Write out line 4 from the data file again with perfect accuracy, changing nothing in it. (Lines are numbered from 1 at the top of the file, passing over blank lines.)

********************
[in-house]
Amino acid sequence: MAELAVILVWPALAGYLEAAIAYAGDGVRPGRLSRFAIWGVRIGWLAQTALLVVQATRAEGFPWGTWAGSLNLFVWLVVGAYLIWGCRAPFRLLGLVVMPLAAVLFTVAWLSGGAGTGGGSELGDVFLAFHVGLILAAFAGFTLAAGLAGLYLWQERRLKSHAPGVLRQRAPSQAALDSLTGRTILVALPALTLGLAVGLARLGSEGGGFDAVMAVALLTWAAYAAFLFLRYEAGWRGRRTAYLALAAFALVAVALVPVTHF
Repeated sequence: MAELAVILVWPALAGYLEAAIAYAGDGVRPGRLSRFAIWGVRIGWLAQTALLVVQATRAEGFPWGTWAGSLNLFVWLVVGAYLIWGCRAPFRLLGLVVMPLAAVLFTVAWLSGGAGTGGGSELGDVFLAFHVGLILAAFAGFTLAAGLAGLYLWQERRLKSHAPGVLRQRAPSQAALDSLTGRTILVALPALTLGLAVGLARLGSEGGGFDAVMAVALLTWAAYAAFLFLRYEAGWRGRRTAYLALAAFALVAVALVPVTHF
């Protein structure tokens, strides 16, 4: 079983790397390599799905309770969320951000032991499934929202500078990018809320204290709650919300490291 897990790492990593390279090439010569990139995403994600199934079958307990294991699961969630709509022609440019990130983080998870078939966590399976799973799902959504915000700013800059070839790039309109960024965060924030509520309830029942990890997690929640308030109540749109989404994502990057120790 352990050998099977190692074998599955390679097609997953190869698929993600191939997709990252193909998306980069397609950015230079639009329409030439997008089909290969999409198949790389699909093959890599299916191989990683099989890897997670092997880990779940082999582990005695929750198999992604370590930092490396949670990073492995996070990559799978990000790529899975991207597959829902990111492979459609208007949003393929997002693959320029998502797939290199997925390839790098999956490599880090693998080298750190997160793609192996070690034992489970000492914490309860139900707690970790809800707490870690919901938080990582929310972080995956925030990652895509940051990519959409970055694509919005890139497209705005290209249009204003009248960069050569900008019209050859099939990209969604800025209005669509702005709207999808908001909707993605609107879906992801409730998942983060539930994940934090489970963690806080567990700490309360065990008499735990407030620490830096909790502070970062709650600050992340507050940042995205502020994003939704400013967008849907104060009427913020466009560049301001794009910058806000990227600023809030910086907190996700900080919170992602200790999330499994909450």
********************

């Protein structure tokens, strides 16, 4: 079983790397390599799905309770969320951000032991499934929202500078990018809320204290709650919300490291 897990790492990593390279090439010569990139995403994600199934079958307990294991699961969630709509022609440019990130983080998870078939966590399976799973799902959504915000700013800059070839790039309109960024965060924030509520309830029942990890997690929640308030109540749109989404994502990057120790 352990050998099977190692074998599955390679097609997953190869698929993600191939997709990252193909998306980069397609950015230079639009329409030439997008089909290969999409198949790389699909093959890599299916191989990683099989890897997670092997880990779940082999582990005695929750198999992604370590930092490396949670990073492995996070990559799978990000790529899975991207597959829902990111492979459609208007949003393929997002693959320029998502797939290199997925390839790098999956490599880090693998080298750190997160793609192996070690034992489970000492914490309860139900707690970790809800707490870690919901938080990582929310972080995956925030990652895509940051990519959409970055694509919005890139497209705005290209249009204003009248960069050569900008019209050859099939990209969604800025209005669509702005709207999808908001909707993605609107879906992801409730998942983060539930994940934090489970963690806080567990700490309360065990008499735990407030620490830096909790502070970062709650600050992340507050940042995205502020994003939704400013967008849907104060009427913020466009560049301001794009910058806000990227600023809030910086907190996700900080919170992602200790999330499994909450």